Should you brush your teeth before bedtime? The answer might surprise you

Even if you’re very strict when it comes to sticking to your habits, you’ve probably skipped brushing your teeth before bedtime at least a few times. But should you brush your teeth before bedtime and even worse…feel guilty when you don’t?

Most of us brush our teeth to prevent cavities, freshen up our breath and ensure our teeth look as clean as possible. As much as I love sticking to my personal hygiene habits, even I have omitted to brush my teeth before going to sleep simply because I was just too tired (it doesn’t happen often though).

Should you brush your teeth at bedtime? And if not….when?

Everyone knows good oral hygiene implies you brush your teeth twice a day: once in the morning and once in the evening. But where do these rules come from, and should we stick to them?

I’m sure the truth will shock you. The American Dental Association says that all it matters is you brush your teeth twice a day and it’s actually not necessary to do it right before bedtime.

It turns out, the plaque is constantly building up in our mouths and it takes one day to mature. It sounds gross and scary, but yes……there are tiny living creatures in your mouth and you need to evict them twice a day unless you plan on keeping a zoo in there.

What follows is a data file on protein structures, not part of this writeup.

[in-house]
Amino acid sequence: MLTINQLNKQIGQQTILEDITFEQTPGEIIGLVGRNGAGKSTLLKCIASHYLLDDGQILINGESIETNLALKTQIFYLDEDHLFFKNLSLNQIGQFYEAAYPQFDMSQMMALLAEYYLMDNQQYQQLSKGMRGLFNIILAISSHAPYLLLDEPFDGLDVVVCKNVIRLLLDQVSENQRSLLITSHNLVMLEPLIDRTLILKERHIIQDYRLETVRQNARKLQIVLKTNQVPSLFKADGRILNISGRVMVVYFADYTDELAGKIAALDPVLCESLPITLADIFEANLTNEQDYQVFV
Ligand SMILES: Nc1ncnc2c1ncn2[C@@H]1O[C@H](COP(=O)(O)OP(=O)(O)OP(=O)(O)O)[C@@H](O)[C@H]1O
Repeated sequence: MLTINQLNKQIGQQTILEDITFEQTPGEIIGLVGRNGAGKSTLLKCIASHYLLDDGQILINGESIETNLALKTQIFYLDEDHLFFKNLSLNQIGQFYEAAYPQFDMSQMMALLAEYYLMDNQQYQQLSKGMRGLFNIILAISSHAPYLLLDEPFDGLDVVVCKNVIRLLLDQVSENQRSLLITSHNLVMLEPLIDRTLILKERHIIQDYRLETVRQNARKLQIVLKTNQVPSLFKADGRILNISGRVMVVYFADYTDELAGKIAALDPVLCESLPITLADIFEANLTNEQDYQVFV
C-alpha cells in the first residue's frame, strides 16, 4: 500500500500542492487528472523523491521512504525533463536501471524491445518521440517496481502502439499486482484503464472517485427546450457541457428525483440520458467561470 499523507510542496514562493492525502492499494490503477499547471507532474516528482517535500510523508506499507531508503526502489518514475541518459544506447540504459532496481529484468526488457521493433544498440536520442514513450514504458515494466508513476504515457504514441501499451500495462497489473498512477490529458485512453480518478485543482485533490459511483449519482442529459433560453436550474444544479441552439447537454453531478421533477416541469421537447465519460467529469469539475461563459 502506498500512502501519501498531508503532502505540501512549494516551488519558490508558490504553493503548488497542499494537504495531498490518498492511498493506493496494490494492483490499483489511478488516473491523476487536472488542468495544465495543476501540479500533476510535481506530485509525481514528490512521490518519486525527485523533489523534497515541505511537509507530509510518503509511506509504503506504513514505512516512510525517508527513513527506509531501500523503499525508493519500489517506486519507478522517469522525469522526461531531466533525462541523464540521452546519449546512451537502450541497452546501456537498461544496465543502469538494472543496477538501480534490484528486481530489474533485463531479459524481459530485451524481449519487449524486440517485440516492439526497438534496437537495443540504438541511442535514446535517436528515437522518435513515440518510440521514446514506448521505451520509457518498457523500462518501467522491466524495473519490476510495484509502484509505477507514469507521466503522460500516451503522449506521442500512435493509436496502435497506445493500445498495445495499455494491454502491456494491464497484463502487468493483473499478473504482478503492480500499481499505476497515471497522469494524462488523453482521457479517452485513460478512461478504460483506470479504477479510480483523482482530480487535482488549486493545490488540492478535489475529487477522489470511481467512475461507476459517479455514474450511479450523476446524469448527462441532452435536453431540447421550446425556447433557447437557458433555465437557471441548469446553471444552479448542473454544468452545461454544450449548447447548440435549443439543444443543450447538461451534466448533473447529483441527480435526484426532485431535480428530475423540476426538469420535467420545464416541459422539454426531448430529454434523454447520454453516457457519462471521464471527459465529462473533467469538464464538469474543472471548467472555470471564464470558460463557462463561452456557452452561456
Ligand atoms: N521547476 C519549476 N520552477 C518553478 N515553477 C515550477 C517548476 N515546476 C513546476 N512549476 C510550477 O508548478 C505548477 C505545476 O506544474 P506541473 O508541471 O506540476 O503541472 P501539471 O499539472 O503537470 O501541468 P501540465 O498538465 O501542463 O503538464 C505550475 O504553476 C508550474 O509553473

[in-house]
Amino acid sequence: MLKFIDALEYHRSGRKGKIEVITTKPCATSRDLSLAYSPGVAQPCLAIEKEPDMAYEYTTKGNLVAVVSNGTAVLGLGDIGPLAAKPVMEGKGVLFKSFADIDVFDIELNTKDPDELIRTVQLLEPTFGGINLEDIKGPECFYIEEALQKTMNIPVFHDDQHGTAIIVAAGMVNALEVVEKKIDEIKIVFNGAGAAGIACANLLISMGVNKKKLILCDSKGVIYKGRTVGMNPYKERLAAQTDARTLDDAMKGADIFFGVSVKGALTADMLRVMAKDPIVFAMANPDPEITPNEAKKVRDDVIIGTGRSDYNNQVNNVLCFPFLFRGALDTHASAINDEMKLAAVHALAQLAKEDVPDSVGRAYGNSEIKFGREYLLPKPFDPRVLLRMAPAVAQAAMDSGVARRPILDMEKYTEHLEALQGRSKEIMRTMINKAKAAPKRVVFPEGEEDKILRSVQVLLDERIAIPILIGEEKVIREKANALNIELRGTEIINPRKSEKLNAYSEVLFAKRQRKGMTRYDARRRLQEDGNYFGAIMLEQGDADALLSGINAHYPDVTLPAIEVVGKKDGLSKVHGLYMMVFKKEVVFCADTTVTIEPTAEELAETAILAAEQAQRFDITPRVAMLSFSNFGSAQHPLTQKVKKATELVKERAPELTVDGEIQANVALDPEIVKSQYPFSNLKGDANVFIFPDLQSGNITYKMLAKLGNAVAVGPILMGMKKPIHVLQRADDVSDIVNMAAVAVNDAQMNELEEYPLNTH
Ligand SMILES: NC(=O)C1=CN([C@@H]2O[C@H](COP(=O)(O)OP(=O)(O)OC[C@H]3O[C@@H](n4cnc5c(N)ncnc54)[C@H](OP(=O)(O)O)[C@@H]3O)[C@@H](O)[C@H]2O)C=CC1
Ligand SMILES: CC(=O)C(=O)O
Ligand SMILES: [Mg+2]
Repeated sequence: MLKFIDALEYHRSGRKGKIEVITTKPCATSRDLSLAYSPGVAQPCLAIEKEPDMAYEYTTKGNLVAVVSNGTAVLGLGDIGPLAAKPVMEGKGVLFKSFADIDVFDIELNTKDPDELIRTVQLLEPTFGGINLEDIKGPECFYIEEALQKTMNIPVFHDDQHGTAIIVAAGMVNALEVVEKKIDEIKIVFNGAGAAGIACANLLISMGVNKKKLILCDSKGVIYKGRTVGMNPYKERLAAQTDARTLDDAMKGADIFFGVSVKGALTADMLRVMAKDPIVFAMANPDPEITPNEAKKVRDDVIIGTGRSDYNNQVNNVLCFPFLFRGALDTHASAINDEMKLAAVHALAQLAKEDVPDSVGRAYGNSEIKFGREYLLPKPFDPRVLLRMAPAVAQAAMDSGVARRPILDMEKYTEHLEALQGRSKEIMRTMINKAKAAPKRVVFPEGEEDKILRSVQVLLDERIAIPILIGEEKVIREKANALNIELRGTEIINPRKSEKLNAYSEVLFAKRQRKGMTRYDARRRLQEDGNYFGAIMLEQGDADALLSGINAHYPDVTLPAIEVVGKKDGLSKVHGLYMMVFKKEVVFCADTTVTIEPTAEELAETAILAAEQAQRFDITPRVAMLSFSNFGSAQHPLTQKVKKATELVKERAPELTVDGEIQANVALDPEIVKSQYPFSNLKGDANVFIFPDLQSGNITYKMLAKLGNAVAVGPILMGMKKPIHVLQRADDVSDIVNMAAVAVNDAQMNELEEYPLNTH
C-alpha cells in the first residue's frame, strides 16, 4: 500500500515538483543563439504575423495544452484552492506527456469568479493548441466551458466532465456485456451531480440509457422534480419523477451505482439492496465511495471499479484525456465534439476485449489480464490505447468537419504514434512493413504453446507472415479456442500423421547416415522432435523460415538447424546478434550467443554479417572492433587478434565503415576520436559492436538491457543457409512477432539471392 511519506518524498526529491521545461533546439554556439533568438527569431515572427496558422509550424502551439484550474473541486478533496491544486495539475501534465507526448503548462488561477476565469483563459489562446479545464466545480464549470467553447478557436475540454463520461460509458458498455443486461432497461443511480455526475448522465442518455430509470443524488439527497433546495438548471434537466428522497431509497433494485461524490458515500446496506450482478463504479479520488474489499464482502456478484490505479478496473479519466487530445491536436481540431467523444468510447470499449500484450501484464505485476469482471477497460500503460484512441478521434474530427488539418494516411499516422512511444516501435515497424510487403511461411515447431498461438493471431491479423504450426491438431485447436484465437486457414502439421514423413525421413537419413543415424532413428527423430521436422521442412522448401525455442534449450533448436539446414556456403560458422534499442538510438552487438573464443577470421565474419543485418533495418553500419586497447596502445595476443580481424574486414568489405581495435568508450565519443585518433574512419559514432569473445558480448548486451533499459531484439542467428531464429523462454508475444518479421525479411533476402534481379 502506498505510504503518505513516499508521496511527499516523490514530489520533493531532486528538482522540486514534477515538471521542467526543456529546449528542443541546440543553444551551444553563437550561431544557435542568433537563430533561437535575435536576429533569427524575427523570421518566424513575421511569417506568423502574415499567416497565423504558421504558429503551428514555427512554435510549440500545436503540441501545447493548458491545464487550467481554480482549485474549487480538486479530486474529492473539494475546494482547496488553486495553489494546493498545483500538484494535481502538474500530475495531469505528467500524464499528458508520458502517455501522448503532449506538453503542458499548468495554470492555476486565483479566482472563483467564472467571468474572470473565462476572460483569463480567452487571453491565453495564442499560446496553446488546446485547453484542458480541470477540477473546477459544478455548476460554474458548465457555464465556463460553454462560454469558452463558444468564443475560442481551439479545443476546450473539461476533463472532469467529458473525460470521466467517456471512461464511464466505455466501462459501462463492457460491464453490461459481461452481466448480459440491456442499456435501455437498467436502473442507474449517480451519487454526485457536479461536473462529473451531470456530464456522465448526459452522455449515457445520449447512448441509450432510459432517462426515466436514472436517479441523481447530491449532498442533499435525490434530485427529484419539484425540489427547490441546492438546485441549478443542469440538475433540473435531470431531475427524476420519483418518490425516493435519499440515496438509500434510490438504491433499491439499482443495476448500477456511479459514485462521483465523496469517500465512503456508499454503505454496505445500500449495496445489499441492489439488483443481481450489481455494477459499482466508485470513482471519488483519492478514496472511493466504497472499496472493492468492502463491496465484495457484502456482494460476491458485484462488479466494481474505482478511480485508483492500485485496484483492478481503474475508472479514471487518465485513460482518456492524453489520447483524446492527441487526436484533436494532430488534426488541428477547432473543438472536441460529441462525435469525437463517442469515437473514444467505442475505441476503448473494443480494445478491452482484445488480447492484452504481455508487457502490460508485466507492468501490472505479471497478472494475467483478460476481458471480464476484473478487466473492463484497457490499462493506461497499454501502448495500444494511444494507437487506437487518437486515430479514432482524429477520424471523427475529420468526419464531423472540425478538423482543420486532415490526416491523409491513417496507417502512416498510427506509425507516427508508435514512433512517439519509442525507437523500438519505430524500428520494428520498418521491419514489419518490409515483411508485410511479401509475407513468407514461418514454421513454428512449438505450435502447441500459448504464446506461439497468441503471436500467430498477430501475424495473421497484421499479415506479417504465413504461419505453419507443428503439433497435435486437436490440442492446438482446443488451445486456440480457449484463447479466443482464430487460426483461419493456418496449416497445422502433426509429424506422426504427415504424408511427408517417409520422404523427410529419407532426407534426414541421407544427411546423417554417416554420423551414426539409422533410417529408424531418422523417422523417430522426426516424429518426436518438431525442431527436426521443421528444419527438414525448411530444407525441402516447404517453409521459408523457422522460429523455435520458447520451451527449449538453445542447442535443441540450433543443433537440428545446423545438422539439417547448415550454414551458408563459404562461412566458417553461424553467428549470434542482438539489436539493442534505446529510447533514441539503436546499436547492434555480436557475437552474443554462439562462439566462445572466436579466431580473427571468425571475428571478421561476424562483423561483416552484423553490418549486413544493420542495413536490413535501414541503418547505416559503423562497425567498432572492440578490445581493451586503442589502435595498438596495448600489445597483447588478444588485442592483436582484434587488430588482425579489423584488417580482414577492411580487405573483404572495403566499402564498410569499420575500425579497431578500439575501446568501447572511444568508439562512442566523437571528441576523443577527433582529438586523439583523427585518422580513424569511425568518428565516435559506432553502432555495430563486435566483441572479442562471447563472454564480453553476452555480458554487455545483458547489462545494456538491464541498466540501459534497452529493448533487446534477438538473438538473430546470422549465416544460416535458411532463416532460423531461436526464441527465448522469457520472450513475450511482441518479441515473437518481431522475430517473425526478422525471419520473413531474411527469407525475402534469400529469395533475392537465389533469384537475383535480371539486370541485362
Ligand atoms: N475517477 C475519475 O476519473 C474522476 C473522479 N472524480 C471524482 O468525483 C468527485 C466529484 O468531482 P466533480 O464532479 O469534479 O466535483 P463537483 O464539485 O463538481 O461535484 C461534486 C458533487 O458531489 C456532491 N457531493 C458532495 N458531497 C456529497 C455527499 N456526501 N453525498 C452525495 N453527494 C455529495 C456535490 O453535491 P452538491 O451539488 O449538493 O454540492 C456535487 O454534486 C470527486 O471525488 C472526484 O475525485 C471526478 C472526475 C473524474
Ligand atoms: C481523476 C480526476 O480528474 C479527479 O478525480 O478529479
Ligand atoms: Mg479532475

The bacteria that produces plaque also produces acid constantly throughout the day, with the occasional spikes when we’re eating. This is why we need to brush at least two times a day – less than that would allow the acid to eat into the enamel and eventually lead to cavities.

The best time to brush your teeth during P.M hours

So if it doesn’t matter when you brush your teeth why are we always told to brush in the morning and in the evening? It seems this recommendation is made simply to help us make teeth brushing a habit. Also, you’re doing your bedmate a favor by preventing that early morning dragon breath.

In fact, the best time to brush your teeth would be somewhere between dinner and bedtime, not right before hitting the sack. This way, the fluoride in your toothpaste has enough time to create a barrier against acid before you doze off. Also, it’s not recommended you brush your teeth right after a meal since that’s when your enamel is at it’s weakest state.

On top of that, make sure you don’t snack after you brush your teeth in the evening – this will cause bacteria to develop much faster, as it feeds off of any carbs.

However, don’t panic if you forget to brush in the evening on occasions as long as you don’t make it a habit. Plaque takes a long time to calcify and you simply need to brush a bit more next morning to solve the problem.

Since you’re so considerate regarding your oral health that you’ve read so far, here’s one more important thing you need to know. The more often you snack, the more often bacteria living in your mouth will start producing acid which over time, will affect your enamel. Even sipping that second cup of coffee can have the same effect. So keep that in mind if you tend to snack frequently. For oral health, that’s certainly not a good thing, and in some cases, not even for your waist.

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